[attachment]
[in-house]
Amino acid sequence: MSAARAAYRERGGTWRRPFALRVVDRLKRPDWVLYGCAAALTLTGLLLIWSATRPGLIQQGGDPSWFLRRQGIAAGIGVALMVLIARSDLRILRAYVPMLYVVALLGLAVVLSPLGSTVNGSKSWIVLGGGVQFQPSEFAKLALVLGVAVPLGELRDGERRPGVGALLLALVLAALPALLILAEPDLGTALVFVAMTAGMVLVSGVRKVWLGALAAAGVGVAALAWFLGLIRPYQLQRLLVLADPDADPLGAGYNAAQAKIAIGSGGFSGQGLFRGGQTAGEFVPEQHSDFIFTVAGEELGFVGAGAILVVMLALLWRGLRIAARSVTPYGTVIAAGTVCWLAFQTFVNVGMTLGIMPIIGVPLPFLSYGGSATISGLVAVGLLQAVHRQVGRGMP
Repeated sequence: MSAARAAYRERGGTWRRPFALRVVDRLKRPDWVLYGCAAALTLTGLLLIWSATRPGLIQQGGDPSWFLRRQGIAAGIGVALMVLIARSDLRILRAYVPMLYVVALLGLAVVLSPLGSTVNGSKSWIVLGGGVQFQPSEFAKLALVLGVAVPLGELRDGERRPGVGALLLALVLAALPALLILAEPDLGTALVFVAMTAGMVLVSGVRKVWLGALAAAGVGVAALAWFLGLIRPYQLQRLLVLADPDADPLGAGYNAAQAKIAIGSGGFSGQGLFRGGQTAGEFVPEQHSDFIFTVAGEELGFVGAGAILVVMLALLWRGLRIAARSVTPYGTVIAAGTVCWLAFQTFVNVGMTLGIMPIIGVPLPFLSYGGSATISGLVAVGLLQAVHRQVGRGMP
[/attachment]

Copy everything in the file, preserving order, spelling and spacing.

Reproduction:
[in-house]
Amino acid sequence: MSAARAAYRERGGTWRRPFALRVVDRLKRPDWVLYGCAAALTLTGLLLIWSATRPGLIQQGGDPSWFLRRQGIAAGIGVALMVLIARSDLRILRAYVPMLYVVALLGLAVVLSPLGSTVNGSKSWIVLGGGVQFQPSEFAKLALVLGVAVPLGELRDGERRPGVGALLLALVLAALPALLILAEPDLGTALVFVAMTAGMVLVSGVRKVWLGALAAAGVGVAALAWFLGLIRPYQLQRLLVLADPDADPLGAGYNAAQAKIAIGSGGFSGQGLFRGGQTAGEFVPEQHSDFIFTVAGEELGFVGAGAILVVMLALLWRGLRIAARSVTPYGTVIAAGTVCWLAFQTFVNVGMTLGIMPIIGVPLPFLSYGGSATISGLVAVGLLQAVHRQVGRGMP
Repeated sequence: MSAARAAYRERGGTWRRPFALRVVDRLKRPDWVLYGCAAALTLTGLLLIWSATRPGLIQQGGDPSWFLRRQGIAAGIGVALMVLIARSDLRILRAYVPMLYVVALLGLAVVLSPLGSTVNGSKSWIVLGGGVQFQPSEFAKLALVLGVAVPLGELRDGERRPGVGALLLALVLAALPALLILAEPDLGTALVFVAMTAGMVLVSGVRKVWLGALAAAGVGVAALAWFLGLIRPYQLQRLLVLADPDADPLGAGYNAAQAKIAIGSGGFSGQGLFRGGQTAGEFVPEQHSDFIFTVAGEELGFVGAGAILVVMLALLWRGLRIAARSVTPYGTVIAAGTVCWLAFQTFVNVGMTLGIMPIIGVPLPFLSYGGSATISGLVAVGLLQAVHRQVGRGMP